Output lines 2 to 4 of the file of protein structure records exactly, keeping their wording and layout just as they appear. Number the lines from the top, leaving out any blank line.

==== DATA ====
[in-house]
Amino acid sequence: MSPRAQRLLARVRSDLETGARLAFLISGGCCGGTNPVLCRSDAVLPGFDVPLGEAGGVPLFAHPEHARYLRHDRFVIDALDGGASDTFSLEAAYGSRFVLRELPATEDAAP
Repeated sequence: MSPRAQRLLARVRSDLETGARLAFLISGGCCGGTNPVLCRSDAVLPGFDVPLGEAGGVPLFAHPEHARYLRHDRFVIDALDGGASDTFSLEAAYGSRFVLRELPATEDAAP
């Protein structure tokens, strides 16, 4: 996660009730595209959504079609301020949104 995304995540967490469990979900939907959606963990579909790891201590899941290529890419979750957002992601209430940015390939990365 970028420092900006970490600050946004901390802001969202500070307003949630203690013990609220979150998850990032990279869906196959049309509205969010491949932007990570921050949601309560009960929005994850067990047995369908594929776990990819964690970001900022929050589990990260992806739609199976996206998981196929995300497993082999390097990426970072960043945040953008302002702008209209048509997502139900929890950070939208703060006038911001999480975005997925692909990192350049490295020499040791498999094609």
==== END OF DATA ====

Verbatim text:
Amino acid sequence: MSPRAQRLLARVRSDLETGARLAFLISGGCCGGTNPVLCRSDAVLPGFDVPLGEAGGVPLFAHPEHARYLRHDRFVIDALDGGASDTFSLEAAYGSRFVLRELPATEDAAP
Repeated sequence: MSPRAQRLLARVRSDLETGARLAFLISGGCCGGTNPVLCRSDAVLPGFDVPLGEAGGVPLFAHPEHARYLRHDRFVIDALDGGASDTFSLEAAYGSRFVLRELPATEDAAP
């Protein structure tokens, strides 16, 4: 996660009730595209959504079609301020949104 995304995540967490469990979900939907959606963990579909790891201590899941290529890419979750957002992601209430940015390939990365 970028420092900006970490600050946004901390802001969202500070307003949630203690013990609220979150998850990032990279869906196959049309509205969010491949932007990570921050949601309560009960929005994850067990047995369908594929776990990819964690970001900022929050589990990260992806739609199976996206998981196929995300497993082999390097990426970072960043945040953008302002702008209209048509997502139900929890950070939208703060006038911001999480975005997925692909990192350049490295020499040791498999094609």